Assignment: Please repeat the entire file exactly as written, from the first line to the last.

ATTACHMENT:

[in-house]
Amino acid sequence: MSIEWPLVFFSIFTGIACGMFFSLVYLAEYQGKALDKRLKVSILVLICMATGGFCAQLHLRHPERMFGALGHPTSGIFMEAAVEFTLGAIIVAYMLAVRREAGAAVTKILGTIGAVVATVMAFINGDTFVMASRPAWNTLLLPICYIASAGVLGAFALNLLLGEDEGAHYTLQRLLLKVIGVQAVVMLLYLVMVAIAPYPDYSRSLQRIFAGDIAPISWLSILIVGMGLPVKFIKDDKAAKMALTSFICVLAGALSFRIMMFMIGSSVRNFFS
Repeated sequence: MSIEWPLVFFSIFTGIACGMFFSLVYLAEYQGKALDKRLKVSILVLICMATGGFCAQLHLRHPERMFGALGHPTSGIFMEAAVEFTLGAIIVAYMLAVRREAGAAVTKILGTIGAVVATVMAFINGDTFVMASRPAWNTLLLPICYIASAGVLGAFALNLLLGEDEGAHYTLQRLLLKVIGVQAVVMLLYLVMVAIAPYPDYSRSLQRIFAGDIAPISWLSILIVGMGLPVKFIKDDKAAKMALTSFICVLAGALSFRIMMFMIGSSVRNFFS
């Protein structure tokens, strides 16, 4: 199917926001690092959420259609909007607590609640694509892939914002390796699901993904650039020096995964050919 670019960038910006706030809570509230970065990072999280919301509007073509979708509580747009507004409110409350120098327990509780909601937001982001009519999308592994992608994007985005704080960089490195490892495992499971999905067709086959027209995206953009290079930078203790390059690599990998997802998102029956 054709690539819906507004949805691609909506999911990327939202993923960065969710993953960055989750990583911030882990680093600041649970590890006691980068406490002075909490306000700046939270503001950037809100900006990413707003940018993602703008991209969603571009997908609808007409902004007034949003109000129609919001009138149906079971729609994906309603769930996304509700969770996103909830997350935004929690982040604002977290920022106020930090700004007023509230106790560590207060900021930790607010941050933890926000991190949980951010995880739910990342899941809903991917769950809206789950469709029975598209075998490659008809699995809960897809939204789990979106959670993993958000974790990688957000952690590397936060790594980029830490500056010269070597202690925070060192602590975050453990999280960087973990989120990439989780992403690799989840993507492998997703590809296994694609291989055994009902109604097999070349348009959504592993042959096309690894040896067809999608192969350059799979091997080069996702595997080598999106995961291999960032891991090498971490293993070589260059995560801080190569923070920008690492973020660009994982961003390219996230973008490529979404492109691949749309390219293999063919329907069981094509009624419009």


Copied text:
[in-house]
Amino acid sequence: MSIEWPLVFFSIFTGIACGMFFSLVYLAEYQGKALDKRLKVSILVLICMATGGFCAQLHLRHPERMFGALGHPTSGIFMEAAVEFTLGAIIVAYMLAVRREAGAAVTKILGTIGAVVATVMAFINGDTFVMASRPAWNTLLLPICYIASAGVLGAFALNLLLGEDEGAHYTLQRLLLKVIGVQAVVMLLYLVMVAIAPYPDYSRSLQRIFAGDIAPISWLSILIVGMGLPVKFIKDDKAAKMALTSFICVLAGALSFRIMMFMIGSSVRNFFS
Repeated sequence: MSIEWPLVFFSIFTGIACGMFFSLVYLAEYQGKALDKRLKVSILVLICMATGGFCAQLHLRHPERMFGALGHPTSGIFMEAAVEFTLGAIIVAYMLAVRREAGAAVTKILGTIGAVVATVMAFINGDTFVMASRPAWNTLLLPICYIASAGVLGAFALNLLLGEDEGAHYTLQRLLLKVIGVQAVVMLLYLVMVAIAPYPDYSRSLQRIFAGDIAPISWLSILIVGMGLPVKFIKDDKAAKMALTSFICVLAGALSFRIMMFMIGSSVRNFFS
């Protein structure tokens, strides 16, 4: 199917926001690092959420259609909007607590609640694509892939914002390796699901993904650039020096995964050919 670019960038910006706030809570509230970065990072999280919301509007073509979708509580747009507004409110409350120098327990509780909601937001982001009519999308592994992608994007985005704080960089490195490892495992499971999905067709086959027209995206953009290079930078203790390059690599990998997802998102029956 054709690539819906507004949805691609909506999911990327939202993923960065969710993953960055989750990583911030882990680093600041649970590890006691980068406490002075909490306000700046939270503001950037809100900006990413707003940018993602703008991209969603571009997908609808007409902004007034949003109000129609919001009138149906079971729609994906309603769930996304509700969770996103909830997350935004929690982040604002977290920022106020930090700004007023509230106790560590207060900021930790607010941050933890926000991190949980951010995880739910990342899941809903991917769950809206789950469709029975598209075998490659008809699995809960897809939204789990979106959670993993958000974790990688957000952690590397936060790594980029830490500056010269070597202690925070060192602590975050453990999280960087973990989120990439989780992403690799989840993507492998997703590809296994694609291989055994009902109604097999070349348009959504592993042959096309690894040896067809999608192969350059799979091997080069996702595997080598999106995961291999960032891991090498971490293993070589260059995560801080190569923070920008690492973020660009994982961003390219996230973008490529979404492109691949749309390219293999063919329907069981094509009624419009």